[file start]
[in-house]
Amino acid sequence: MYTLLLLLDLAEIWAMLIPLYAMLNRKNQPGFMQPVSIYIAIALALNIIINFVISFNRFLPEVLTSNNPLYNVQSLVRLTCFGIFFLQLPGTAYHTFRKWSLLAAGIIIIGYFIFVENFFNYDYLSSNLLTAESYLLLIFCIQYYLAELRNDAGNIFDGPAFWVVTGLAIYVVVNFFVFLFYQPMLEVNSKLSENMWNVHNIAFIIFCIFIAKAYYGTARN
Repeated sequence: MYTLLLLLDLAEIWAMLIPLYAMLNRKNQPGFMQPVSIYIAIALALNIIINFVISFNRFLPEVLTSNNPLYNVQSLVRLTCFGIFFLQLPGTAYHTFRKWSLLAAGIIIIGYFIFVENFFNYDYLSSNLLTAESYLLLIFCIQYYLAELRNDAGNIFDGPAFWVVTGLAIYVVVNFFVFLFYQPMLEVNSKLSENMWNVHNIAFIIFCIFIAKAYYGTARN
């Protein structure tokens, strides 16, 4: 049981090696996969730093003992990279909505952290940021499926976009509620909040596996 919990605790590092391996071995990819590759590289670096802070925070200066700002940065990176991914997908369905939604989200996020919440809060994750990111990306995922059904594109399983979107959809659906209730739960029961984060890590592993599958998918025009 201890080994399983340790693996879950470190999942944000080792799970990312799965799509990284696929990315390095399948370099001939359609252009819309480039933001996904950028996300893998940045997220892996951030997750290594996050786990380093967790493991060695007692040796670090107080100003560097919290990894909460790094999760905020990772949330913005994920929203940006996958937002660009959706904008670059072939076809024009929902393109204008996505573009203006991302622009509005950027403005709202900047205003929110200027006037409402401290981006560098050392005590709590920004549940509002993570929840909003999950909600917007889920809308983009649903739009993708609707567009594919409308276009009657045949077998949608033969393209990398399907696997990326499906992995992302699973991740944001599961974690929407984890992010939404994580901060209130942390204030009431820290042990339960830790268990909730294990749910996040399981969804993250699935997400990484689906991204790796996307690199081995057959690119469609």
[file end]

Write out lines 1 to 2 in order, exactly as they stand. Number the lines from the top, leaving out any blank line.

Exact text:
[in-house]
Amino acid sequence: MYTLLLLLDLAEIWAMLIPLYAMLNRKNQPGFMQPVSIYIAIALALNIIINFVISFNRFLPEVLTSNNPLYNVQSLVRLTCFGIFFLQLPGTAYHTFRKWSLLAAGIIIIGYFIFVENFFNYDYLSSNLLTAESYLLLIFCIQYYLAELRNDAGNIFDGPAFWVVTGLAIYVVVNFFVFLFYQPMLEVNSKLSENMWNVHNIAFIIFCIFIAKAYYGTARN